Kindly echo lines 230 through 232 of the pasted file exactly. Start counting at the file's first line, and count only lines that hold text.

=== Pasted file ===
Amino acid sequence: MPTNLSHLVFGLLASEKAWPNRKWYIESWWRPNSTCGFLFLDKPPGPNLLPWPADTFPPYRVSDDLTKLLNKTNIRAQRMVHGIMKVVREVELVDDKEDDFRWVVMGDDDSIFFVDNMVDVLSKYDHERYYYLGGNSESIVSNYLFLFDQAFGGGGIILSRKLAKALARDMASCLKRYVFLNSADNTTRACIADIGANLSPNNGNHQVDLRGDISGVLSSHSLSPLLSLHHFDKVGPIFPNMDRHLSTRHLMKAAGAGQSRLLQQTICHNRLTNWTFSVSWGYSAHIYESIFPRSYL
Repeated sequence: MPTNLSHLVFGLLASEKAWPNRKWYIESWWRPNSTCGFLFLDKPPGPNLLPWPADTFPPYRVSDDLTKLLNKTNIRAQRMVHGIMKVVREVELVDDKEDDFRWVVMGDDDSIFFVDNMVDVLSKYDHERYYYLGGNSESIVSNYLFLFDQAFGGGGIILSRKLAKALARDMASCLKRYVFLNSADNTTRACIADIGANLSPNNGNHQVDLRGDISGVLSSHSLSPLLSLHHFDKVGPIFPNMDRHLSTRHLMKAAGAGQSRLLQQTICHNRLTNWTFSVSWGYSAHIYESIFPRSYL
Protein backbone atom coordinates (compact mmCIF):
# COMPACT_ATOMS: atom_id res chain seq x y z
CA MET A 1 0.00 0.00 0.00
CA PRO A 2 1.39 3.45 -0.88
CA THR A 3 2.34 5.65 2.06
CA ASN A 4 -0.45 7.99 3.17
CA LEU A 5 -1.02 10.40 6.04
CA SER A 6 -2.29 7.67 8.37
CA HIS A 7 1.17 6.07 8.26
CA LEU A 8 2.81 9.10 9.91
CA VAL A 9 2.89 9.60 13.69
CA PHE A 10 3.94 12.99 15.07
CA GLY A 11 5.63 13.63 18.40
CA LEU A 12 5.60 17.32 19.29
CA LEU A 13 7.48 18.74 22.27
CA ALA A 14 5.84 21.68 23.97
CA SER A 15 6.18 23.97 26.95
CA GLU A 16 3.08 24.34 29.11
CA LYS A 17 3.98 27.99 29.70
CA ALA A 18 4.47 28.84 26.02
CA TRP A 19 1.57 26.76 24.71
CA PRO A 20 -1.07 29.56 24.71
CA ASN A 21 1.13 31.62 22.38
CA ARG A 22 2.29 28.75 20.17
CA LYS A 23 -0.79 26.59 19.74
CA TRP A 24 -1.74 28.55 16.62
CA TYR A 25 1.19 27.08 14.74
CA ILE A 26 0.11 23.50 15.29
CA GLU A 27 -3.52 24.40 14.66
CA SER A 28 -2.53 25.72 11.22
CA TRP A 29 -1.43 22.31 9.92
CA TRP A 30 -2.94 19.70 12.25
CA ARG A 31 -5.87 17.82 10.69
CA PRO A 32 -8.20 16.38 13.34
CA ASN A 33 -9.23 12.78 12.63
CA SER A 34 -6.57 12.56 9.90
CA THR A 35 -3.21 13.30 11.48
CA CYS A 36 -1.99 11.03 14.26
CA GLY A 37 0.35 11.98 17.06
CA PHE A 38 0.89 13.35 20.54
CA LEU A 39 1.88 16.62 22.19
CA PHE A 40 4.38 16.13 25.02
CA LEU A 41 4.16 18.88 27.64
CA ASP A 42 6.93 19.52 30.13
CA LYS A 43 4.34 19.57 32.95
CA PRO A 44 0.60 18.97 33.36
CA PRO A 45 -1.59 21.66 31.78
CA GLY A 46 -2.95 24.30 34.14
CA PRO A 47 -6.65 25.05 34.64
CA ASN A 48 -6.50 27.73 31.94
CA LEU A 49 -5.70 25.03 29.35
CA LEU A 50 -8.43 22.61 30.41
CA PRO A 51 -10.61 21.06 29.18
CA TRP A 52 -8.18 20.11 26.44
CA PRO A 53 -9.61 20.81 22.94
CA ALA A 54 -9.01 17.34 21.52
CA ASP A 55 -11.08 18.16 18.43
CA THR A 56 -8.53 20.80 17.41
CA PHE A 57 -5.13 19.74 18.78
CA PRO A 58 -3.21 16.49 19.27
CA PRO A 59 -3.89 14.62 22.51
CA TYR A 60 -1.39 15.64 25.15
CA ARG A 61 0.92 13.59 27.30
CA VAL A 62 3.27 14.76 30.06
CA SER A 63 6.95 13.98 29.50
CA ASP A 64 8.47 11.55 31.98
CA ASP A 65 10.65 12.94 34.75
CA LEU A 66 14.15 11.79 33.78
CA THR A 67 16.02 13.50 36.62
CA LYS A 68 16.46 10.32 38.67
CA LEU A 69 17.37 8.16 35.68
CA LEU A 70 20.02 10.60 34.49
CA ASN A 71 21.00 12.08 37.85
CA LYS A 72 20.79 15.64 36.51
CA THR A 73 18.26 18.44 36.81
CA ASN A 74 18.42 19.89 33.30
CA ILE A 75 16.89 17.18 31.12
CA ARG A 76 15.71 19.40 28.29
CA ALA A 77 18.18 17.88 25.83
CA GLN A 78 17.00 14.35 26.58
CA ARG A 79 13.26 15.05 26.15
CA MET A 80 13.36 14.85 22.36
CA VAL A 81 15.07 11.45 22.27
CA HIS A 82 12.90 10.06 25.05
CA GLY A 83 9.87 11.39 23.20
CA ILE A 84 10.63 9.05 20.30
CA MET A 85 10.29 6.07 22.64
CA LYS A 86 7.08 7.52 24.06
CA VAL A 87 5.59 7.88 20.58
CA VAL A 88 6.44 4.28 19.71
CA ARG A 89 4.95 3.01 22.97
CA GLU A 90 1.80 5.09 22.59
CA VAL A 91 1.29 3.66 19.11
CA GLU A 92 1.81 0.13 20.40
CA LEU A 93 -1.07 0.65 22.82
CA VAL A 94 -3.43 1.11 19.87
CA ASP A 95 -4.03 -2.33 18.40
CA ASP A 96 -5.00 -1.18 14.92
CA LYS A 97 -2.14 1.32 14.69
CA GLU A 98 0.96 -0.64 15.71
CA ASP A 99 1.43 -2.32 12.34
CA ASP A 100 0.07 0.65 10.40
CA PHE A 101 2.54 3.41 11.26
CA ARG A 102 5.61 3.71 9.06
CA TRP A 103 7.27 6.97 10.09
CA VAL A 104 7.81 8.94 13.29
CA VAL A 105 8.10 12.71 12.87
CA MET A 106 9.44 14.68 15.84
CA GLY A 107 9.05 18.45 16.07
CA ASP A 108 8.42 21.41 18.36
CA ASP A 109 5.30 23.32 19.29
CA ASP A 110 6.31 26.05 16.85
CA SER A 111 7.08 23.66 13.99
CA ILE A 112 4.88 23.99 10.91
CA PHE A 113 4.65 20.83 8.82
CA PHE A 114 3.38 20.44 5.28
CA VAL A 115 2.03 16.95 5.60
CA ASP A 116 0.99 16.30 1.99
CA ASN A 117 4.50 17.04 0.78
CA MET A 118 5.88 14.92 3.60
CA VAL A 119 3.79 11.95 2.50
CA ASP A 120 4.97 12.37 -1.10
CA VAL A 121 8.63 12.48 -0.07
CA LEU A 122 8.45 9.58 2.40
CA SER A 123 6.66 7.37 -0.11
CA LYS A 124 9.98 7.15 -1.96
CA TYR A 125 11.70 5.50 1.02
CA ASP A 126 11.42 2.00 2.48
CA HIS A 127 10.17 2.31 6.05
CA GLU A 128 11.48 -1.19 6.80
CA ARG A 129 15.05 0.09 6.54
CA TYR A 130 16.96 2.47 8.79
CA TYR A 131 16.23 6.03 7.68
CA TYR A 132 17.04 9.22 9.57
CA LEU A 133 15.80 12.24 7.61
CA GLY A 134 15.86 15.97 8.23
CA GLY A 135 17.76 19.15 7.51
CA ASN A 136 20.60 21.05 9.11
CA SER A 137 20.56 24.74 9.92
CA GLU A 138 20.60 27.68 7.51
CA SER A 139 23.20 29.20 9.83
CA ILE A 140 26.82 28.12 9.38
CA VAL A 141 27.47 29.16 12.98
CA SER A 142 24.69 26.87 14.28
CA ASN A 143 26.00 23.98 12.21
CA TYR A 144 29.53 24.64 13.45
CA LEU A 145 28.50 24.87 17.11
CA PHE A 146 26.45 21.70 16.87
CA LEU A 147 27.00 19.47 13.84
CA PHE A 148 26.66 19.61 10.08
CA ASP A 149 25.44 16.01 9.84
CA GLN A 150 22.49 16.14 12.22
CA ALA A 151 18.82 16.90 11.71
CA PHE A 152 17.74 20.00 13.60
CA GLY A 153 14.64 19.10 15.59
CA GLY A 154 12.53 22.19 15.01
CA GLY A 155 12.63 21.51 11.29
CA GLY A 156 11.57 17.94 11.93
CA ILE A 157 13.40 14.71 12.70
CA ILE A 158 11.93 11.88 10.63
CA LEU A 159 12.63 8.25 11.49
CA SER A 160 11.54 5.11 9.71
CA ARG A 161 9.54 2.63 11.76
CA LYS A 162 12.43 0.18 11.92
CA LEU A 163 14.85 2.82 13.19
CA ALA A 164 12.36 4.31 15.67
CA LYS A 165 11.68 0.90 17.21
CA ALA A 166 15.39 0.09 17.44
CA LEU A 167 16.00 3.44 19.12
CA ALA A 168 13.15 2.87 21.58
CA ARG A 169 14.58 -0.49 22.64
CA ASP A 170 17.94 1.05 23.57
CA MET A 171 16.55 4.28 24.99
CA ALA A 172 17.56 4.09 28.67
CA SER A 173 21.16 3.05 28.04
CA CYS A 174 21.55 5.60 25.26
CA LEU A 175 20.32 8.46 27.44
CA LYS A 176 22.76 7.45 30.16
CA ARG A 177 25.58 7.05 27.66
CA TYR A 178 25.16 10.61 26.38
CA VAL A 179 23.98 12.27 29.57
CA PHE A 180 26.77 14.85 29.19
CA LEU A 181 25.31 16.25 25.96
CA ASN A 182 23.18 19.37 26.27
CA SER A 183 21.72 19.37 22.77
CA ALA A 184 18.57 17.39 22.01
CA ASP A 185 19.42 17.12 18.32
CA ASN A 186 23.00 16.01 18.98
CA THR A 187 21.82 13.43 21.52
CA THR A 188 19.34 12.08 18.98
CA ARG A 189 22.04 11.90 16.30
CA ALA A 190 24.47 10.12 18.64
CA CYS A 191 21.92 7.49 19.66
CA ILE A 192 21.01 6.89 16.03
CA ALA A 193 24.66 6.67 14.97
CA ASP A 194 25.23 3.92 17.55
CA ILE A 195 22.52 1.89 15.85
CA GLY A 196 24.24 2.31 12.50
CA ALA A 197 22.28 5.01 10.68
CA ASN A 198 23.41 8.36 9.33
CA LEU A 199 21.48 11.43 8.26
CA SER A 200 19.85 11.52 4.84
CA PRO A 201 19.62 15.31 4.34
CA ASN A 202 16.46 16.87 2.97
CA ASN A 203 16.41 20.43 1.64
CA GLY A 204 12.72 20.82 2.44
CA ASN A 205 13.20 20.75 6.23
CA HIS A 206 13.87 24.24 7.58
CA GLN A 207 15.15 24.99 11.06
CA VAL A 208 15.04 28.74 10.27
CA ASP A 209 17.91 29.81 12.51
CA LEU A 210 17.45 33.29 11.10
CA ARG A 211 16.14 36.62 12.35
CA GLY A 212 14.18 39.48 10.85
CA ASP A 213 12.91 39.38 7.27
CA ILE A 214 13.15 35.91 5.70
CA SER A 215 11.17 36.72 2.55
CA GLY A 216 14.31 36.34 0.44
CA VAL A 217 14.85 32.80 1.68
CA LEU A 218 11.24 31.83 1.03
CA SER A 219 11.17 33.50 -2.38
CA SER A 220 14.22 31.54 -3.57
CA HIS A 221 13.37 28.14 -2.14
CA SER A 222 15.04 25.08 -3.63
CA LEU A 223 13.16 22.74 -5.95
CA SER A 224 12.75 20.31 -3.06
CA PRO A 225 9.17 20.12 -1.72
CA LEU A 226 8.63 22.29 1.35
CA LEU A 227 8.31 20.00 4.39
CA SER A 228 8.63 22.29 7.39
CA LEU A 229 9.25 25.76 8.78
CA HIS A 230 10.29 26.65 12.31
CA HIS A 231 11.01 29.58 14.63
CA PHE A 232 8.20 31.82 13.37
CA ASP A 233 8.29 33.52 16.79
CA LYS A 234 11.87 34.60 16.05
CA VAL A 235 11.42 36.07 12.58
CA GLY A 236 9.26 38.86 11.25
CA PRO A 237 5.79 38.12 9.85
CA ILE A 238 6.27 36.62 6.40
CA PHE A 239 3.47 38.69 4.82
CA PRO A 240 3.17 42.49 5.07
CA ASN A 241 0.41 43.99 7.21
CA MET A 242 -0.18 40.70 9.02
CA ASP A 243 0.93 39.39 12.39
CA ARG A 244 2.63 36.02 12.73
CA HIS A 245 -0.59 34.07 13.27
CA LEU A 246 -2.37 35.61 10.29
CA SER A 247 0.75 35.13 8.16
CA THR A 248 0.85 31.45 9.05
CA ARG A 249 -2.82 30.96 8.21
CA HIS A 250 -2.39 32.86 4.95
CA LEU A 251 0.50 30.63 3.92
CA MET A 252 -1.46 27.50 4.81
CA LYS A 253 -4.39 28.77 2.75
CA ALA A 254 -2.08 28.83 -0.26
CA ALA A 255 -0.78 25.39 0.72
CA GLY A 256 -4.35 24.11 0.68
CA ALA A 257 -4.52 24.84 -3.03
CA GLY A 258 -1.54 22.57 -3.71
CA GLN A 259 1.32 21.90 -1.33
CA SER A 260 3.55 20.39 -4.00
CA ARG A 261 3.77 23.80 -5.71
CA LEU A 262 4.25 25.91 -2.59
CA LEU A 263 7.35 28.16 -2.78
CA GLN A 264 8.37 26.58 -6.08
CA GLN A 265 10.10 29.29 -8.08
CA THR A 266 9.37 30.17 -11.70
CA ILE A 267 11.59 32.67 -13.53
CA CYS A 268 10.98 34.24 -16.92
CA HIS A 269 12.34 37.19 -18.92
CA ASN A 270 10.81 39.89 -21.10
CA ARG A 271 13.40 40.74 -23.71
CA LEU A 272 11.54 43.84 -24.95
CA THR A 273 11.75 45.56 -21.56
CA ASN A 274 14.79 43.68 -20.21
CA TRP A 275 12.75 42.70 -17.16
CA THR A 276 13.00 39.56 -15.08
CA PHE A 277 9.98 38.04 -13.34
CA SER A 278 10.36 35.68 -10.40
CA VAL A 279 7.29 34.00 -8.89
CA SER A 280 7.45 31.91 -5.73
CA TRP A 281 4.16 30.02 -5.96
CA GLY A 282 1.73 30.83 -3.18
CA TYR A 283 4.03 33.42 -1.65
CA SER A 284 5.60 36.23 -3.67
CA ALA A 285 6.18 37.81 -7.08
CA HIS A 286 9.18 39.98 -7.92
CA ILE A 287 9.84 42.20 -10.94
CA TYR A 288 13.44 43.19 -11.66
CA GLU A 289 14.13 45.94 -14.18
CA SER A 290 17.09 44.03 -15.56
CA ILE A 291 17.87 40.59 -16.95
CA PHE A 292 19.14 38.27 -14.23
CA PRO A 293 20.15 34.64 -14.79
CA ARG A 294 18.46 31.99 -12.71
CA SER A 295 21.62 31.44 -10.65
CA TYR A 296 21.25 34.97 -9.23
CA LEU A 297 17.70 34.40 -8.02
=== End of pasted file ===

CA LEU A 226 8.63 22.29 1.35
CA LEU A 227 8.31 20.00 4.39
CA SER A 228 8.63 22.29 7.39